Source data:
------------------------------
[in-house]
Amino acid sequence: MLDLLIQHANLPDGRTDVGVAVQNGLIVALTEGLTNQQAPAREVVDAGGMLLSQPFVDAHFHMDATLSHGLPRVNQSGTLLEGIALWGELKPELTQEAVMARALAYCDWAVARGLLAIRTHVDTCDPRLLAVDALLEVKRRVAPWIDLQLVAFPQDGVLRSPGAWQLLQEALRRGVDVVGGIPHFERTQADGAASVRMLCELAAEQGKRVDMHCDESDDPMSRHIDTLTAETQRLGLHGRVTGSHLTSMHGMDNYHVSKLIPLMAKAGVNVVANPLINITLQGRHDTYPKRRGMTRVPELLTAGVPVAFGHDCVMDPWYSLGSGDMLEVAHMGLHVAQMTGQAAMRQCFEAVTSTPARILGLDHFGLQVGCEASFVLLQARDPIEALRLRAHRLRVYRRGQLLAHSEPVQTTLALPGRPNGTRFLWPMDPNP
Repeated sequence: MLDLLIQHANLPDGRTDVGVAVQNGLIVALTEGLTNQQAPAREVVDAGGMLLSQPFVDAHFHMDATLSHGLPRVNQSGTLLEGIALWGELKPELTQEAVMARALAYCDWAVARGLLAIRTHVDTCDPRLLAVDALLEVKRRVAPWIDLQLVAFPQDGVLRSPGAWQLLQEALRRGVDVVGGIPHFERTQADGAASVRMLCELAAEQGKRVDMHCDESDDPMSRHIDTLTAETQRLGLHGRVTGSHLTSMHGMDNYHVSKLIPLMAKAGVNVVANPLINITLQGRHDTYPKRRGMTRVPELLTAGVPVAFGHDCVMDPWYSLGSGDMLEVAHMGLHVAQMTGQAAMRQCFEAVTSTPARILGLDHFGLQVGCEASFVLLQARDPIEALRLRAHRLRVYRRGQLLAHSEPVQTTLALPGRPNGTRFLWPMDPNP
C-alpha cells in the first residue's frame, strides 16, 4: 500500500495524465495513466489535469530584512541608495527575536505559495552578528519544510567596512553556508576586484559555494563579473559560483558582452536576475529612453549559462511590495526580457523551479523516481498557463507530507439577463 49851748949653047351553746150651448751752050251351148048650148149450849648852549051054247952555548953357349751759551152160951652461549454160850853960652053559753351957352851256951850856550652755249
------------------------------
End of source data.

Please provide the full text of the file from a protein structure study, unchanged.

[in-house]
Amino acid sequence: MLDLLIQHANLPDGRTDVGVAVQNGLIVALTEGLTNQQAPAREVVDAGGMLLSQPFVDAHFHMDATLSHGLPRVNQSGTLLEGIALWGELKPELTQEAVMARALAYCDWAVARGLLAIRTHVDTCDPRLLAVDALLEVKRRVAPWIDLQLVAFPQDGVLRSPGAWQLLQEALRRGVDVVGGIPHFERTQADGAASVRMLCELAAEQGKRVDMHCDESDDPMSRHIDTLTAETQRLGLHGRVTGSHLTSMHGMDNYHVSKLIPLMAKAGVNVVANPLINITLQGRHDTYPKRRGMTRVPELLTAGVPVAFGHDCVMDPWYSLGSGDMLEVAHMGLHVAQMTGQAAMRQCFEAVTSTPARILGLDHFGLQVGCEASFVLLQARDPIEALRLRAHRLRVYRRGQLLAHSEPVQTTLALPGRPNGTRFLWPMDPNP
Repeated sequence: MLDLLIQHANLPDGRTDVGVAVQNGLIVALTEGLTNQQAPAREVVDAGGMLLSQPFVDAHFHMDATLSHGLPRVNQSGTLLEGIALWGELKPELTQEAVMARALAYCDWAVARGLLAIRTHVDTCDPRLLAVDALLEVKRRVAPWIDLQLVAFPQDGVLRSPGAWQLLQEALRRGVDVVGGIPHFERTQADGAASVRMLCELAAEQGKRVDMHCDESDDPMSRHIDTLTAETQRLGLHGRVTGSHLTSMHGMDNYHVSKLIPLMAKAGVNVVANPLINITLQGRHDTYPKRRGMTRVPELLTAGVPVAFGHDCVMDPWYSLGSGDMLEVAHMGLHVAQMTGQAAMRQCFEAVTSTPARILGLDHFGLQVGCEASFVLLQARDPIEALRLRAHRLRVYRRGQLLAHSEPVQTTLALPGRPNGTRFLWPMDPNP
C-alpha cells in the first residue's frame, strides 16, 4: 500500500495524465495513466489535469530584512541608495527575536505559495552578528519544510567596512553556508576586484559555494563579473559560483558582452536576475529612453549559462511590495526580457523551479523516481498557463507530507439577463 49851748949653047351553746150651448751752050251351148048650148149450849648852549051054247952555548953357349751759551152160951652461549454160850853960652053559753351957352851256951850856550652755249